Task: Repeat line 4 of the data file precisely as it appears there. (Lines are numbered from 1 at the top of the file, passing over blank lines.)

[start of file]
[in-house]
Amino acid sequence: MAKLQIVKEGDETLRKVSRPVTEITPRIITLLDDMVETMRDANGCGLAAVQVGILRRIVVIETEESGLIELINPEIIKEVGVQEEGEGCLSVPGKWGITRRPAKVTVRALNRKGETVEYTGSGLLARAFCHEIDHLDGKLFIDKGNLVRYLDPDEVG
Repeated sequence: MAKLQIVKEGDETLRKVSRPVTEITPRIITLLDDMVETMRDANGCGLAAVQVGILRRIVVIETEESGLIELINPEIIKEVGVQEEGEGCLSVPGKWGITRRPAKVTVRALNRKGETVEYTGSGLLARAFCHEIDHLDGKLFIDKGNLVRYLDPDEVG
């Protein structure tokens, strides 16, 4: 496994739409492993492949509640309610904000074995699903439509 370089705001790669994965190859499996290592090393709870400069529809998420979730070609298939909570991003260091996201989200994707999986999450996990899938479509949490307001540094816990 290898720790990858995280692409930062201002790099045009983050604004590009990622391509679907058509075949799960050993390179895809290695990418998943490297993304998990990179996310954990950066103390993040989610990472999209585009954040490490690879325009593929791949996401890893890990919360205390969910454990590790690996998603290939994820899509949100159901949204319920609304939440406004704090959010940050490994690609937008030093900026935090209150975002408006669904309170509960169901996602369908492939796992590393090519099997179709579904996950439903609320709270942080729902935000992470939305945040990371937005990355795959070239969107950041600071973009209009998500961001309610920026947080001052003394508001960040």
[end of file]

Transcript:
């Protein structure tokens, strides 16, 4: 496994739409492993492949509640309610904000074995699903439509 370089705001790669994965190859499996290592090393709870400069529809998420979730070609298939909570991003260091996201989200994707999986999450996990899938479509949490307001540094816990 290898720790990858995280692409930062201002790099045009983050604004590009990622391509679907058509075949799960050993390179895809290695990418998943490297993304998990990179996310954990950066103390993040989610990472999209585009954040490490690879325009593929791949996401890893890990919360205390969910454990590790690996998603290939994820899509949100159901949204319920609304939440406004704090959010940050490994690609937008030093900026935090209150975002408006669904309170509960169901996602369908492939796992590393090519099997179709579904996950439903609320709270942080729902935000992470939305945040990371937005990355795959070239969107950041600071973009209009998500961001309610920026947080001052003394508001960040």